|Yeast - Reference Chromosome XIII|
S. Bowman, C. Churcher, K. Badcock, D. Brown, T. Chillingworth, R. Connor, K. Devlin, S. Gentles, N. Hamlyn, S. Hunt, K. Jagels, G. Lye, S. Moule, C. Odell, D. Pearson, M. Rajandream, P. Rice, J. Skelton, S. Walsh, S. Whitehead & B. Barrell.
The Sanger Centre, Wellcome Trust Genome Campus, Hinxton, Cambridge CB10 15A, UK.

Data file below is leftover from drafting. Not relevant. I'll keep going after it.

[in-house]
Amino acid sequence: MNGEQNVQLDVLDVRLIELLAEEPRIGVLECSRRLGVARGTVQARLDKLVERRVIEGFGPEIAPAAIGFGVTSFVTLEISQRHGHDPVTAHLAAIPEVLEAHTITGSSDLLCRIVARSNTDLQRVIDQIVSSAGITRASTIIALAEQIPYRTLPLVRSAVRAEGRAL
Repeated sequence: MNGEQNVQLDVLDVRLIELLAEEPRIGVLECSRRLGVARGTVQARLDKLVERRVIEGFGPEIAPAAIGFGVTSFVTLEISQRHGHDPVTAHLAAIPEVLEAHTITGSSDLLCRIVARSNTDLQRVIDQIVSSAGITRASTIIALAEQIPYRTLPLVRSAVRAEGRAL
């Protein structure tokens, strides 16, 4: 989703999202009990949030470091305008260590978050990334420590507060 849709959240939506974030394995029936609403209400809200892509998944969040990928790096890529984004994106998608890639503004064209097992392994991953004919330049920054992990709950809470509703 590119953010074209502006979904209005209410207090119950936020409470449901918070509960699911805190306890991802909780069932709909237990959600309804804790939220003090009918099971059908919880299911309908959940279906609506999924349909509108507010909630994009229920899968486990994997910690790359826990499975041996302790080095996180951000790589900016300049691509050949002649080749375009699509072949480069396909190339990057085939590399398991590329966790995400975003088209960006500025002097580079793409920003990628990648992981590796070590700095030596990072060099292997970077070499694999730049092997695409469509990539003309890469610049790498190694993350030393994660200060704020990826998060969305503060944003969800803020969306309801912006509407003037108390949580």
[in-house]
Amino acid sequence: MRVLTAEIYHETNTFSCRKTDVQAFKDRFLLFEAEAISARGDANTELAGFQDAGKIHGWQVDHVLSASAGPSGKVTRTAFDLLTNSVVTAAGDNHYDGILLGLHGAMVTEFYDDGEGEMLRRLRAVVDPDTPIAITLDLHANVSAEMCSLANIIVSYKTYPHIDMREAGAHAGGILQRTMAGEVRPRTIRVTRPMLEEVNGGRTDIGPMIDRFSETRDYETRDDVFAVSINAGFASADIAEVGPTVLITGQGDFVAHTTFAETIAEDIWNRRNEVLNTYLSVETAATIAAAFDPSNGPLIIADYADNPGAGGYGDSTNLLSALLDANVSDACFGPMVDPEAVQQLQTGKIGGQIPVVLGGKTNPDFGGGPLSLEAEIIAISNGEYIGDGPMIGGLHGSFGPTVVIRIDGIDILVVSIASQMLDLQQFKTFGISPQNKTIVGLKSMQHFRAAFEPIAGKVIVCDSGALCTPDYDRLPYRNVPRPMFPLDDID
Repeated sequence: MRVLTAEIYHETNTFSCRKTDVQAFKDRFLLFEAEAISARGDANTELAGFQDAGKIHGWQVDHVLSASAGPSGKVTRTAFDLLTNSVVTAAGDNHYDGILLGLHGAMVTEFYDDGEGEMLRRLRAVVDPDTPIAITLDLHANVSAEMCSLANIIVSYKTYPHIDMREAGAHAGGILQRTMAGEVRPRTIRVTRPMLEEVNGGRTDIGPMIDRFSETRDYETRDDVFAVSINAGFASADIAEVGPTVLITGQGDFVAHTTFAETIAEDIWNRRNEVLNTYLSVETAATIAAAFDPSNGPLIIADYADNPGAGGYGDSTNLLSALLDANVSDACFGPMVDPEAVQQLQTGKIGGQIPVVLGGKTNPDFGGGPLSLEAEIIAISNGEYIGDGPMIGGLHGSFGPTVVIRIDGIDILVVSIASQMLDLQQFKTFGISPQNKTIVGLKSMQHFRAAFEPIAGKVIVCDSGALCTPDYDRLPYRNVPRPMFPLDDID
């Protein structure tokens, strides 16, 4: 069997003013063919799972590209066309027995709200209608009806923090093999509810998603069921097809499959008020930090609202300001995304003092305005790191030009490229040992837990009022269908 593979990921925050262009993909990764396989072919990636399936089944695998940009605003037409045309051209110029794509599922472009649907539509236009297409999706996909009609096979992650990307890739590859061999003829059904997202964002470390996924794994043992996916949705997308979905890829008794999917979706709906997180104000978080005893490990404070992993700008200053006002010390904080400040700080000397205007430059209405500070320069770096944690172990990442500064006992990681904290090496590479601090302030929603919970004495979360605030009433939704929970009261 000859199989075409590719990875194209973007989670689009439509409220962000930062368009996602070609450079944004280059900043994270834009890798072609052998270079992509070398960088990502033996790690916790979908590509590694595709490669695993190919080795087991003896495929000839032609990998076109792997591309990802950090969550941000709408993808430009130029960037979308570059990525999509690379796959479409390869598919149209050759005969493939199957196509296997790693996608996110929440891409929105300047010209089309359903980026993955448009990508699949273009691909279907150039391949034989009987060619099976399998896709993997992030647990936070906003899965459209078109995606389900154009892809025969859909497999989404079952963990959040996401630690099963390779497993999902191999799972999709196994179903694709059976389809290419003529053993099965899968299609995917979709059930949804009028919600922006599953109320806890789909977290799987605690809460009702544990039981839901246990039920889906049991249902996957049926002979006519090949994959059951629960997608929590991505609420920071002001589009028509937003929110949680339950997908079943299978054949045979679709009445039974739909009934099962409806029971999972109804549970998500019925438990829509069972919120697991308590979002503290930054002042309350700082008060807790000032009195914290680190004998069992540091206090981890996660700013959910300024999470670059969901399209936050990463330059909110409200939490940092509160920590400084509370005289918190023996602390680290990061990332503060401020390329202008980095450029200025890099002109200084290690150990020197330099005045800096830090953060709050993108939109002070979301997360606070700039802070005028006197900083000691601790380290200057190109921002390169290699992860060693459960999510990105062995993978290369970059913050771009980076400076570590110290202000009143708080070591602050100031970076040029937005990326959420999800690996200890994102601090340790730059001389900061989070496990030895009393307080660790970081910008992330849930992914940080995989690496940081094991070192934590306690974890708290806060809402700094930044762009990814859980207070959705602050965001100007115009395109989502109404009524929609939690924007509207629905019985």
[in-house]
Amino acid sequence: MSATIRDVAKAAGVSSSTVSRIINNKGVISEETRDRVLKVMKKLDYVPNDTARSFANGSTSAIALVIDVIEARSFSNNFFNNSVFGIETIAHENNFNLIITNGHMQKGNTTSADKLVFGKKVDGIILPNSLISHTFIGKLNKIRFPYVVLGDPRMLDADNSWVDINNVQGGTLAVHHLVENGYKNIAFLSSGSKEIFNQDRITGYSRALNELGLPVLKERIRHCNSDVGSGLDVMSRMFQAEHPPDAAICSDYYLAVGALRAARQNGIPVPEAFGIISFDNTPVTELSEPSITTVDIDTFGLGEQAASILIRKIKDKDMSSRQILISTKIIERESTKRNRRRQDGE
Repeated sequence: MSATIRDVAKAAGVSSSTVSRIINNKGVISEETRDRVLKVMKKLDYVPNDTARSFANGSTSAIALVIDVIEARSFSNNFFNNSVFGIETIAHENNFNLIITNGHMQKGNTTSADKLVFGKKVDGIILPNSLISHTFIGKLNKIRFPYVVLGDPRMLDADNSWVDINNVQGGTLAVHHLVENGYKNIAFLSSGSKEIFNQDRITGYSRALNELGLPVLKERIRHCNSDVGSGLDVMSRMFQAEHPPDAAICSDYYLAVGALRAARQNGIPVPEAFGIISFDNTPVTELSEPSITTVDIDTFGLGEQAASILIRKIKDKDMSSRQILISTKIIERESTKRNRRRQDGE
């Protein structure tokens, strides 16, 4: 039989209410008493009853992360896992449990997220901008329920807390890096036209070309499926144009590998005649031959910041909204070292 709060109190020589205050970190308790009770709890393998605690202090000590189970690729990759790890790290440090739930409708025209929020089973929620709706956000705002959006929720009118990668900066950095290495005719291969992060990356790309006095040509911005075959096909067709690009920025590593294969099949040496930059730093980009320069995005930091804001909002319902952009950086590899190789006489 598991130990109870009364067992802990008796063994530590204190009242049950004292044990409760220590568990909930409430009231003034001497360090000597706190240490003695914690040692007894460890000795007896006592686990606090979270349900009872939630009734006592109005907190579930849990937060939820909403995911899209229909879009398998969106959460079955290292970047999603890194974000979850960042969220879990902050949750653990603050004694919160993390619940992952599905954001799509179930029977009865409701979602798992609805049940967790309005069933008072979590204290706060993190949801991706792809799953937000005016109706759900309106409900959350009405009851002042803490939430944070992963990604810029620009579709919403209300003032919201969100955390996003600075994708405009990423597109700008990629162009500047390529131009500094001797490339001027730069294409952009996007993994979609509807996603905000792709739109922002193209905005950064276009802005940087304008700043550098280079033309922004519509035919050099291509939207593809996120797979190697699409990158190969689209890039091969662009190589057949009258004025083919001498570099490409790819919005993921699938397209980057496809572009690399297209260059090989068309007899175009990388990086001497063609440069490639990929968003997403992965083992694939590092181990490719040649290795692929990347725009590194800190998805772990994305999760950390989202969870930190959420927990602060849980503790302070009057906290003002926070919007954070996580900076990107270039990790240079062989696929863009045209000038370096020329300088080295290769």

Systematic sequencing of the genome of Saccharomyces cerevisiae has revealed thousands of new predicted genes and allowed analysis of long-range features of chromosomal organization. Generally, genes and predicted genes seem to be distributed evenly throughout the genome, having no overall preference for DNA strand. Apart from the smaller chromosomes, which can have substantially lower gene density in their telomeric regions1-3, there is a consistent average of one open reading frame (ORF) approximately every 2 kilo bases. However, one of the most surprising findings for a eukaryote with approximately 6,000 genes was the amount of apparent redundancy in its genome. This redundancy occurs both between individual ORFs, and over more extensive chromosome regions, which have been duplicated preserving gene order and orientation4-6. Here we report the entire nucleotide sequence of chromosome XIII, the sixth-largest S. cerevisiae chromosome, and demonstrate that its features and organization are consistent with those observed for other S. cerevisiae chromosomes. Analysis revealed 459 ORFs; of which 284 have not been identified previously. Both intra- and interchromosomal duplications of regions of this chromosome have occurred.